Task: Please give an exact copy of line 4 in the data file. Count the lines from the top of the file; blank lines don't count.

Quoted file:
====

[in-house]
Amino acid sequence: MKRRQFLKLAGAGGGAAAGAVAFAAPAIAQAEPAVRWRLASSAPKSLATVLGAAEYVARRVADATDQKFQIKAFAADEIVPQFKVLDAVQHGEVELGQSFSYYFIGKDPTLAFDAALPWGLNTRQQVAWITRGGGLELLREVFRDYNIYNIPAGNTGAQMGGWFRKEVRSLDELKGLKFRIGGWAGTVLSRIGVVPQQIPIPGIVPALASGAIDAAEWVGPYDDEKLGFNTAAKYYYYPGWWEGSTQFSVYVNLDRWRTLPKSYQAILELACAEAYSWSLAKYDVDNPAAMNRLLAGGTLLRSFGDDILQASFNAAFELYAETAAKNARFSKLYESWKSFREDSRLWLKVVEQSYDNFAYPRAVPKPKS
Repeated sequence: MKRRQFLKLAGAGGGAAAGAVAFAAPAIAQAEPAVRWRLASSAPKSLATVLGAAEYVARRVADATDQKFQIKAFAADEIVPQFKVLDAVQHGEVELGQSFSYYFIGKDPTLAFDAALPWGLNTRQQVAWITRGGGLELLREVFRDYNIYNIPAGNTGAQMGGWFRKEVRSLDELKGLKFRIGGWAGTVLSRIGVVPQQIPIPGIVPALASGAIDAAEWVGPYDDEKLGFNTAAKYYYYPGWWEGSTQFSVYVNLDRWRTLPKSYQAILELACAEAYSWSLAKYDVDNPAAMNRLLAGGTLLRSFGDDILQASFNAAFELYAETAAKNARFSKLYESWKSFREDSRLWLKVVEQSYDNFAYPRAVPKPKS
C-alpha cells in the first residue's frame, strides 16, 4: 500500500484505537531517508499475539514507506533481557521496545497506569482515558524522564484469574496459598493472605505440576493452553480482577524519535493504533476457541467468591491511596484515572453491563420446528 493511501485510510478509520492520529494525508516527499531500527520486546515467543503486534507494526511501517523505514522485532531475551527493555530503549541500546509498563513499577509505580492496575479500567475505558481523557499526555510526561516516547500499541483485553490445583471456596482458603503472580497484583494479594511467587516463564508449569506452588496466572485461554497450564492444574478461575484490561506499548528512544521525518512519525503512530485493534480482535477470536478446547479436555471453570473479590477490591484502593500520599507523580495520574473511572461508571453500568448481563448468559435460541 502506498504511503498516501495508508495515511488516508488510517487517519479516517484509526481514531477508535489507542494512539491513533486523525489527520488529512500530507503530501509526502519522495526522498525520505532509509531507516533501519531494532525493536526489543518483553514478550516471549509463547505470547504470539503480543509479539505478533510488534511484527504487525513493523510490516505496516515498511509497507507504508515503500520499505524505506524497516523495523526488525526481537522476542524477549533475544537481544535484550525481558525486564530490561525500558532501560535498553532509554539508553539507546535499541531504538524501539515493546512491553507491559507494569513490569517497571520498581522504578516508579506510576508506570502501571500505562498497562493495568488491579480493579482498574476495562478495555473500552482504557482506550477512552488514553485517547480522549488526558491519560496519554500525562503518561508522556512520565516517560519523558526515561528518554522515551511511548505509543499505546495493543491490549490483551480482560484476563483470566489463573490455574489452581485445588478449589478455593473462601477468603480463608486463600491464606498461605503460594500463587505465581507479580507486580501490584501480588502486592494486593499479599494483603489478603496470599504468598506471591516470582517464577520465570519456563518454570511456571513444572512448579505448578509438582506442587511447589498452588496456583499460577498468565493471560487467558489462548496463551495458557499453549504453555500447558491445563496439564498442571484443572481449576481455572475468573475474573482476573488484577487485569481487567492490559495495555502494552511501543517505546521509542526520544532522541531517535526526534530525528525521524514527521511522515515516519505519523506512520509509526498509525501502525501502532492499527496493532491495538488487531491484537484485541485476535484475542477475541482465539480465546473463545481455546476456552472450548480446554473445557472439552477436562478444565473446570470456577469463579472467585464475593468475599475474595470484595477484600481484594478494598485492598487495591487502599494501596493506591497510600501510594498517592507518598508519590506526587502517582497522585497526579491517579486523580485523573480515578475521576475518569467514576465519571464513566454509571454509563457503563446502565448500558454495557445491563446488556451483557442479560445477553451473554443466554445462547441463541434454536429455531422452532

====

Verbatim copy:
C-alpha cells in the first residue's frame, strides 16, 4: 500500500484505537531517508499475539514507506533481557521496545497506569482515558524522564484469574496459598493472605505440576493452553480482577524519535493504533476457541467468591491511596484515572453491563420446528 493511501485510510478509520492520529494525508516527499531500527520486546515467543503486534507494526511501517523505514522485532531475551527493555530503549541500546509498563513499577509505580492496575479500567475505558481523557499526555510526561516516547500499541483485553490445583471456596482458603503472580497484583494479594511467587516463564508449569506452588496466572485461554497450564492444574478461575484490561506499548528512544521525518512519525503512530485493534480482535477470536478446547479436555471453570473479590477490591484502593500520599507523580495520574473511572461508571453500568448481563448468559435460541 502506498504511503498516501495508508495515511488516508488510517487517519479516517484509526481514531477508535489507542494512539491513533486523525489527520488529512500530507503530501509526502519522495526522498525520505532509509531507516533501519531494532525493536526489543518483553514478550516471549509463547505470547504470539503480543509479539505478533510488534511484527504487525513493523510490516505496516515498511509497507507504508515503500520499505524505506524497516523495523526488525526481537522476542524477549533475544537481544535484550525481558525486564530490561525500558532501560535498553532509554539508553539507546535499541531504538524501539515493546512491553507491559507494569513490569517497571520498581522504578516508579506510576508506570502501571500505562498497562493495568488491579480493579482498574476495562478495555473500552482504557482506550477512552488514553485517547480522549488526558491519560496519554500525562503518561508522556512520565516517560519523558526515561528518554522515551511511548505509543499505546495493543491490549490483551480482560484476563483470566489463573490455574489452581485445588478449589478455593473462601477468603480463608486463600491464606498461605503460594500463587505465581507479580507486580501490584501480588502486592494486593499479599494483603489478603496470599504468598506471591516470582517464577520465570519456563518454570511456571513444572512448579505448578509438582506442587511447589498452588496456583499460577498468565493471560487467558489462548496463551495458557499453549504453555500447558491445563496439564498442571484443572481449576481455572475468573475474573482476573488484577487485569481487567492490559495495555502494552511501543517505546521509542526520544532522541531517535526526534530525528525521524514527521511522515515516519505519523506512520509509526498509525501502525501502532492499527496493532491495538488487531491484537484485541485476535484475542477475541482465539480465546473463545481455546476456552472450548480446554473445557472439552477436562478444565473446570470456577469463579472467585464475593468475599475474595470484595477484600481484594478494598485492598487495591487502599494501596493506591497510600501510594498517592507518598508519590506526587502517582497522585497526579491517579486523580485523573480515578475521576475518569467514576465519571464513566454509571454509563457503563446502565448500558454495557445491563446488556451483557442479560445477553451473554443466554445462547441463541434454536429455531422452532